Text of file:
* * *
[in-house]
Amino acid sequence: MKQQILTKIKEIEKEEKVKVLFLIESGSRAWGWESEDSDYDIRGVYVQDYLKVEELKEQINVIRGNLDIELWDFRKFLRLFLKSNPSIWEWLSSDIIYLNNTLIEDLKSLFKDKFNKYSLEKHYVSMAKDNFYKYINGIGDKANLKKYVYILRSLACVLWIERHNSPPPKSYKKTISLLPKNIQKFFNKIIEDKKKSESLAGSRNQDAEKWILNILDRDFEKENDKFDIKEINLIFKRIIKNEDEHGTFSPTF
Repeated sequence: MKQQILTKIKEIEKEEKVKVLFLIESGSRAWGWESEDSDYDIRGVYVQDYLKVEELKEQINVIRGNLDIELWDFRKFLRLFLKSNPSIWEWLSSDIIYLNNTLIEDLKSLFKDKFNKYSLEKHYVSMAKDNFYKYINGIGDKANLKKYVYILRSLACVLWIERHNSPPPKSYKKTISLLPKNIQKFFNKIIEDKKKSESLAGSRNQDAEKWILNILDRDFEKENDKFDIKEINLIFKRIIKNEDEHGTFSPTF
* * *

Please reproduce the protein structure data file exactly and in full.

[in-house]
Amino acid sequence: MKQQILTKIKEIEKEEKVKVLFLIESGSRAWGWESEDSDYDIRGVYVQDYLKVEELKEQINVIRGNLDIELWDFRKFLRLFLKSNPSIWEWLSSDIIYLNNTLIEDLKSLFKDKFNKYSLEKHYVSMAKDNFYKYINGIGDKANLKKYVYILRSLACVLWIERHNSPPPKSYKKTISLLPKNIQKFFNKIIEDKKKSESLAGSRNQDAEKWILNILDRDFEKENDKFDIKEINLIFKRIIKNEDEHGTFSPTF
Repeated sequence: MKQQILTKIKEIEKEEKVKVLFLIESGSRAWGWESEDSDYDIRGVYVQDYLKVEELKEQINVIRGNLDIELWDFRKFLRLFLKSNPSIWEWLSSDIIYLNNTLIEDLKSLFKDKFNKYSLEKHYVSMAKDNFYKYINGIGDKANLKKYVYILRSLACVLWIERHNSPPPKSYKKTISLLPKNIQKFFNKIIEDKKKSESLAGSRNQDAEKWILNILDRDFEKENDKFDIKEINLIFKRIIKNEDEHGTFSPTF